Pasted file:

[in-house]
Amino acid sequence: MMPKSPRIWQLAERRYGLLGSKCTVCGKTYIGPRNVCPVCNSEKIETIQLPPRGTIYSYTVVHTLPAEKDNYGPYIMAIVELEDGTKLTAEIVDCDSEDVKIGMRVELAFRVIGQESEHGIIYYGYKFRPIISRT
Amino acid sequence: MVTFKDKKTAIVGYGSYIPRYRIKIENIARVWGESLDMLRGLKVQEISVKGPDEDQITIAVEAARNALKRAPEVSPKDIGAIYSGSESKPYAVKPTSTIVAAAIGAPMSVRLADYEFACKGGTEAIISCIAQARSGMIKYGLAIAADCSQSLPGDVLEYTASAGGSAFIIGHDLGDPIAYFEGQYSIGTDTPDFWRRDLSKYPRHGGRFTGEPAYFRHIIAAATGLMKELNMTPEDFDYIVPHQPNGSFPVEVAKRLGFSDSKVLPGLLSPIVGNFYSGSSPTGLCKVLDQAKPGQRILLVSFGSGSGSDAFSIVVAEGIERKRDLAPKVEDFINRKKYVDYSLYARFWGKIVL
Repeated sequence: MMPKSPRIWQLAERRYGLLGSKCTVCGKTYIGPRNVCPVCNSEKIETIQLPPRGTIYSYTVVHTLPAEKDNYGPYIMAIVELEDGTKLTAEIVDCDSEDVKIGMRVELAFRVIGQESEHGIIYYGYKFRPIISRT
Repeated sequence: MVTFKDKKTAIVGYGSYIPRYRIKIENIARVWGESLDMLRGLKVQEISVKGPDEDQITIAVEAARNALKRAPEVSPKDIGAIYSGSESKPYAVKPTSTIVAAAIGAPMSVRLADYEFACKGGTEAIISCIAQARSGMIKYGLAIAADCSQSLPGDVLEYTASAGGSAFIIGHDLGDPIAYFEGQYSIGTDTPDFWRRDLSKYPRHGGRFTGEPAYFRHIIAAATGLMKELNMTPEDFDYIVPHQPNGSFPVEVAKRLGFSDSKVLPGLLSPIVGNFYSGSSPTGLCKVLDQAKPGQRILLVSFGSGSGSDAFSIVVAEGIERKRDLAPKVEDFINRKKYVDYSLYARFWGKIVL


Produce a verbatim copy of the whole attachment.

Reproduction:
[in-house]
Amino acid sequence: MMPKSPRIWQLAERRYGLLGSKCTVCGKTYIGPRNVCPVCNSEKIETIQLPPRGTIYSYTVVHTLPAEKDNYGPYIMAIVELEDGTKLTAEIVDCDSEDVKIGMRVELAFRVIGQESEHGIIYYGYKFRPIISRT
Amino acid sequence: MVTFKDKKTAIVGYGSYIPRYRIKIENIARVWGESLDMLRGLKVQEISVKGPDEDQITIAVEAARNALKRAPEVSPKDIGAIYSGSESKPYAVKPTSTIVAAAIGAPMSVRLADYEFACKGGTEAIISCIAQARSGMIKYGLAIAADCSQSLPGDVLEYTASAGGSAFIIGHDLGDPIAYFEGQYSIGTDTPDFWRRDLSKYPRHGGRFTGEPAYFRHIIAAATGLMKELNMTPEDFDYIVPHQPNGSFPVEVAKRLGFSDSKVLPGLLSPIVGNFYSGSSPTGLCKVLDQAKPGQRILLVSFGSGSGSDAFSIVVAEGIERKRDLAPKVEDFINRKKYVDYSLYARFWGKIVL
Repeated sequence: MMPKSPRIWQLAERRYGLLGSKCTVCGKTYIGPRNVCPVCNSEKIETIQLPPRGTIYSYTVVHTLPAEKDNYGPYIMAIVELEDGTKLTAEIVDCDSEDVKIGMRVELAFRVIGQESEHGIIYYGYKFRPIISRT
Repeated sequence: MVTFKDKKTAIVGYGSYIPRYRIKIENIARVWGESLDMLRGLKVQEISVKGPDEDQITIAVEAARNALKRAPEVSPKDIGAIYSGSESKPYAVKPTSTIVAAAIGAPMSVRLADYEFACKGGTEAIISCIAQARSGMIKYGLAIAADCSQSLPGDVLEYTASAGGSAFIIGHDLGDPIAYFEGQYSIGTDTPDFWRRDLSKYPRHGGRFTGEPAYFRHIIAAATGLMKELNMTPEDFDYIVPHQPNGSFPVEVAKRLGFSDSKVLPGLLSPIVGNFYSGSSPTGLCKVLDQAKPGQRILLVSFGSGSGSDAFSIVVAEGIERKRDLAPKVEDFINRKKYVDYSLYARFWGKIVL